Archive

Archive for July, 2012

Scratch Online: translating live interaction and human behaviour to online

This week I catch up with David Jubb, artistic director of the Battersea Arts Centre (BAC), to find out more about the Scratch Online project and how it was all coming along…

(Note – the project’s digital partner is now Native HQ)

Can you explain what the Scratch Online project is and how it works?

Battersea Arts Centre’s mission is to invent the future of theatre. Most of the theatre made in the building is created through collaboration and experimentation. 12 years ago we began our Scratch programme, which gives artists an opportunity to share their ideas at an early stage of their development. As a process it also gives audiences the opportunity to roll their sleeves up, feedback on artists’ ideas, and follow the creative journey of an idea from inception to fruition. We have made 1,000s of shows using this process and over the last 12 years, “Scratch Nights” have spread far and wide, from the Royal Shakespeare Company to the Sydney Opera House.

About a year ago we started talking about how the process of scratching ideas might work as an online platform. Especially because one of the main challenges for theatre makers who make collaborative work is to find other collaborators: so we thought that the social nature of the internet might help one creative soul find another who could then go on to Scratch together.

How has the project been progressing?

The project process has been true to Scratch. Slow to start. Plenty of mistakes. Masses of learning from those mistakes. And some of the best decisions coming later in the process. I reckon we are about three quarters of the way through the project in terms of time – but we are about to make half of the most valuable discoveries in this last crucial quarter. That is often the nature of research and development. The result will be a Scratch of a Scratch that we are going to open up to users at the beginning of September.

What have the main successes / eye-openers been?

By creating a web-version of Scratch, we have essentially been exploring creative process. So the project has sometimes felt like an exploration of relationships, psychology and philosophy. This is partly because we are trying to create something on the internet that in the real world is all about the unspoken rules and the behaviours of a room full of people. So in creating an online version, you end up talking a lot about human nature, so our some of main discoveries have been how to adapt Scratch for an online environment.

Equally, what have the main challenges been, and how have you overcome them?

One has been translating the qualities of live interaction and human behaviour to an online equivalent. The other is the timeline, which has been tight in order to generate and deliver real innovation. We are entering the final phase of the project where we will face up to both of these challenges – I’m excited about the result.

Scratch is a human-centred creative process. It is what we are making online and it also how we have been making it. And there are such great people involved in the project that I trust that we will use our creativity to come up with something fresh and fun. Come to the launch on 31 August at Battersea Arts Centre, we’ll be Scratching it – and you can give us your feedback to develop the idea.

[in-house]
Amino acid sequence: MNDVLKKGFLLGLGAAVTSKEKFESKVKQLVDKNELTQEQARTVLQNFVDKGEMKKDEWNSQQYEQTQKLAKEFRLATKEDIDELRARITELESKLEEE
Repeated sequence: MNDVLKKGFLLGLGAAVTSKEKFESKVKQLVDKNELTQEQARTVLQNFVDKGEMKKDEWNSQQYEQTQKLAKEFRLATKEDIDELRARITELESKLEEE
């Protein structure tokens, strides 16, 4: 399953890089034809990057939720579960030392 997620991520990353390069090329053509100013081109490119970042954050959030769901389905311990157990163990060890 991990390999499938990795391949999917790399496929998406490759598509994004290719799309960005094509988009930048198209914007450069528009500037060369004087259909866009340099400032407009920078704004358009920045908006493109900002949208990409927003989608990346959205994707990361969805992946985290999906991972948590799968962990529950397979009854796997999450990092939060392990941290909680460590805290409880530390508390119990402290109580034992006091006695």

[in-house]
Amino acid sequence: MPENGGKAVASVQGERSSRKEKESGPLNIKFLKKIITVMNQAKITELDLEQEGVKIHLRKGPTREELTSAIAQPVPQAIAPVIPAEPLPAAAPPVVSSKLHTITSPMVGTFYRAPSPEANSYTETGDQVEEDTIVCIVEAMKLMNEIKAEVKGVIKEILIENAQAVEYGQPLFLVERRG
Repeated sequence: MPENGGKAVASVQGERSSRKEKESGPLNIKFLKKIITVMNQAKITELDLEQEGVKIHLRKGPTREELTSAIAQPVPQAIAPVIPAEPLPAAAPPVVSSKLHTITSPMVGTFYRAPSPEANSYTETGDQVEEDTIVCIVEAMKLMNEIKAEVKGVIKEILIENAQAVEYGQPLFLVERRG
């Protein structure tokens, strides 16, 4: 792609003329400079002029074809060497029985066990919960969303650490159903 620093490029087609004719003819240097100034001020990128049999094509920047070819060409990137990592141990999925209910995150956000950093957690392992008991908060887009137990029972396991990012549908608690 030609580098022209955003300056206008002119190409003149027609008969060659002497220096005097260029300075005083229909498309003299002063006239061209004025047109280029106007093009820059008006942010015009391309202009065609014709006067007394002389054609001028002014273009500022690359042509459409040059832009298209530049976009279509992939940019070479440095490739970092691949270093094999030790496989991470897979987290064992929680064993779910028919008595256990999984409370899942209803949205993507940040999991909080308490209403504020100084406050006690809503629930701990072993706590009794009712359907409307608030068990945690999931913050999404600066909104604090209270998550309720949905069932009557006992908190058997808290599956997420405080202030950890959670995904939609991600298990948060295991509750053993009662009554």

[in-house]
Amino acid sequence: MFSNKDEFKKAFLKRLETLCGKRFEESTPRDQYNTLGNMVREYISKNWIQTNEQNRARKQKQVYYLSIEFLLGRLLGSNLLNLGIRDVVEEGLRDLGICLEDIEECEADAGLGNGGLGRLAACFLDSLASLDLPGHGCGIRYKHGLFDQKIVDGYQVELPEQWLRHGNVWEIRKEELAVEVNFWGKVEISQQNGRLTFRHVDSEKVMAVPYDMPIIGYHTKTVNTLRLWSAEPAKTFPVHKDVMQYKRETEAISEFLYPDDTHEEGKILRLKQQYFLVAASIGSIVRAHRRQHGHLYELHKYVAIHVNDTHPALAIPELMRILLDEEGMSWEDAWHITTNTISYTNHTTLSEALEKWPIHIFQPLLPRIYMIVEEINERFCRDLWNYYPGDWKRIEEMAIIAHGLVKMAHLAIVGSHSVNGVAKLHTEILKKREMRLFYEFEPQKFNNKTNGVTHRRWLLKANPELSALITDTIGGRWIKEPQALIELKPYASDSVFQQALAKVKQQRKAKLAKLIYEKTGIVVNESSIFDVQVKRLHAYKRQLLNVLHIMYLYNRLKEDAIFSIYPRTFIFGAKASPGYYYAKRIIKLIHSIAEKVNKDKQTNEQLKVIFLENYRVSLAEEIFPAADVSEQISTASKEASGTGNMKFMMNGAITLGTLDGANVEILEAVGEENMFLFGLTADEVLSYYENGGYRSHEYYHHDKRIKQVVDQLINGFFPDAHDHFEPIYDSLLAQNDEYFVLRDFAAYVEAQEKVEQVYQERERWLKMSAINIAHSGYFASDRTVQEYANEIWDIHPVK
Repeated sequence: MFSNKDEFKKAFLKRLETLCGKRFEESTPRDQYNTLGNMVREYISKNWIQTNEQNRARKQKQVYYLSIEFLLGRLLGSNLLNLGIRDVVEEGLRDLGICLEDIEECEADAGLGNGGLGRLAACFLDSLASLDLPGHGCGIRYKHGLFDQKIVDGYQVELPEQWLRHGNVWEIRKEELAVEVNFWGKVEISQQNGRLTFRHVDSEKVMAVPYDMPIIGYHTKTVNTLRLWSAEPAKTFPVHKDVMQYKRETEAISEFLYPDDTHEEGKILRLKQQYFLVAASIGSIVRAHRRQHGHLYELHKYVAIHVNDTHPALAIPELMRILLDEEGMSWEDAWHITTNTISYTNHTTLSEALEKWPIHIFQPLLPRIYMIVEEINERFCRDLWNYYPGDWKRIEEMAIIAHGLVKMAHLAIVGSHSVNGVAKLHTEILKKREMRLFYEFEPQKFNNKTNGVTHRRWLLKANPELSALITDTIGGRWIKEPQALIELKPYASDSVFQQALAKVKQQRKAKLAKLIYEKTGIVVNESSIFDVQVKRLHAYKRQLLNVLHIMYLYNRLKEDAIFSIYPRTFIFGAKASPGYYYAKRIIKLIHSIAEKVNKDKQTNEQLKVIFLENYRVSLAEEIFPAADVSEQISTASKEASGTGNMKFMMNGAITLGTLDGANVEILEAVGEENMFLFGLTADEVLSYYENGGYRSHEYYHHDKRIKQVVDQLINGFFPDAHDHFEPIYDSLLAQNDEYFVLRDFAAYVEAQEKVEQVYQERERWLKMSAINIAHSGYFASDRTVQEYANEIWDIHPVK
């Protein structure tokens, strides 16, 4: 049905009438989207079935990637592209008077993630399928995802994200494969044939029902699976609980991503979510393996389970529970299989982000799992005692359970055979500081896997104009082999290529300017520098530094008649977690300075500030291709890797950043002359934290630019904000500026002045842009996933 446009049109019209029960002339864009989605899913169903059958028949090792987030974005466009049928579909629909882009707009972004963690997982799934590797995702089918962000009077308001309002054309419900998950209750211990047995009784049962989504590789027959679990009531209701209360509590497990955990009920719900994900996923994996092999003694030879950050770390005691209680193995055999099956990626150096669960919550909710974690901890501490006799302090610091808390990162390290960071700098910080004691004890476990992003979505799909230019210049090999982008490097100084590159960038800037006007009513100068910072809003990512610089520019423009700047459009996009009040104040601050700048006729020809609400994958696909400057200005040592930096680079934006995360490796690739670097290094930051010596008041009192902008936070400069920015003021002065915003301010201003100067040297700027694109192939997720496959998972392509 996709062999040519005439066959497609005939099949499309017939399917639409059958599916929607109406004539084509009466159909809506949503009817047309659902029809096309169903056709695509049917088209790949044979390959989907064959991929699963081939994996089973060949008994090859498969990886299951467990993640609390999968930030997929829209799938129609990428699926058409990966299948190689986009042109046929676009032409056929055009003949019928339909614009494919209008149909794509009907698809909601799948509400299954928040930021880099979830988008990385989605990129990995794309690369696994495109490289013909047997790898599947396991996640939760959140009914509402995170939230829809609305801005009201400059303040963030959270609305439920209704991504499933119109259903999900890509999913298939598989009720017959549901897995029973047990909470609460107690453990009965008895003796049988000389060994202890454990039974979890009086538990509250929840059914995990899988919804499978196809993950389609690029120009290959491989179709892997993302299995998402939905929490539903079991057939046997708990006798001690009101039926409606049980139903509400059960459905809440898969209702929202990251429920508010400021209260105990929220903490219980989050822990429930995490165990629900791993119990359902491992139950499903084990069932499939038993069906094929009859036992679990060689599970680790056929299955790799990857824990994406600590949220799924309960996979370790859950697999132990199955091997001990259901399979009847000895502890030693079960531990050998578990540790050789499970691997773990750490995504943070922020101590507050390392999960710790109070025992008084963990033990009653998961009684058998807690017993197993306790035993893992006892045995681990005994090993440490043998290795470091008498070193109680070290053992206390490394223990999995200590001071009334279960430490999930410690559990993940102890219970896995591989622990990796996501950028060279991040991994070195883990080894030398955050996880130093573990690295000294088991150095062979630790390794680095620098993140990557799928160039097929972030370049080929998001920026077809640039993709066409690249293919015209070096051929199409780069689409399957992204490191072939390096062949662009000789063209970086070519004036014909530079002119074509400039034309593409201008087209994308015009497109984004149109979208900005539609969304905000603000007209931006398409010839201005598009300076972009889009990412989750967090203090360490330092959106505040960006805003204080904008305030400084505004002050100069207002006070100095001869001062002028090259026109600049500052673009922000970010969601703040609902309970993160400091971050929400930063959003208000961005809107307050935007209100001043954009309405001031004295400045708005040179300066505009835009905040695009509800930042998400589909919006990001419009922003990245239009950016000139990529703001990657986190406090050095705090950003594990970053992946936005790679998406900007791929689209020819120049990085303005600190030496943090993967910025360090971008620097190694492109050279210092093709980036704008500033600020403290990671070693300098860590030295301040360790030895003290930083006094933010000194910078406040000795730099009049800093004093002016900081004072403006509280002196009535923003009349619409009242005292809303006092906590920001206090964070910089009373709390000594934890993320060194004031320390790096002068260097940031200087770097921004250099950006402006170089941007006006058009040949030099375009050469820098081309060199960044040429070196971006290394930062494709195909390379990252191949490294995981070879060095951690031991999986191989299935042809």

Dickens London Trails iPhone app: money, marketing and mobile

July 18, 2012 1 comment

I caught up with Paul Cutts, chief executive of the Exhibition Road Cultural Group, to find out more about the the Dickens London Trails app and how the project was coming along…

1. Can you tell us a little bit more about the Charles Dickens app is and how it works?

Dickens London Trails is an iPhone app that enables users to experience London as characters from Dickens’ fiction would have. It leads you through the streets of London on a series of unexpected cultural encounters. You also discover more about Dickens’ eventful life and some of the secrets of Victorian London.

Your guides are characters from the novels who introduce dozens of places mentioned in the novels and the stories behind them. Each character also represents a particular theme that’s as relevant today as it was in Victorian times. The trail of Artful Dodger (from Oliver Twist) covers themes of childhood, poverty and power; Abel Magwitch (Great Expectations) embodies crime and punishment; Lady Dedlock (Bleak House) is the trail for those interested in the lives of women in Dickensian London and Samuel Pickwick (from Pickwick Papers) leads the food, drink and leisure trail.

Users can choose to follow a thematic trail or randomly select destinations. Each has a map, an accompanying image and – if a cultural destination such as a museum – telephone details and website inks. You can also share your favourite destination on social media (Facebook, Twitter etc) as well as tell people where you are through Foursquare.

2. How has the project been progressing?

The app went live in late April so progress in terms of editorial and technological build was quick and we’ve essentially finished what we set
out to create.

3. Have there been any real eye openers?

A number of things – the consumer focus groups were really helpful in clarifying our thinking. We ended up with something less ambitious than
we’d envisaged and took different editorial options largely in response to the feedback from that initial audience research. The main success was
having so many editorial partners from across the London cultural sector contributing free content. Our primary ambition was to develop a tool in partnership and collaboration – we ended up spending far less on content generation than budgeted, which gave us flexibility to spend elsewhere.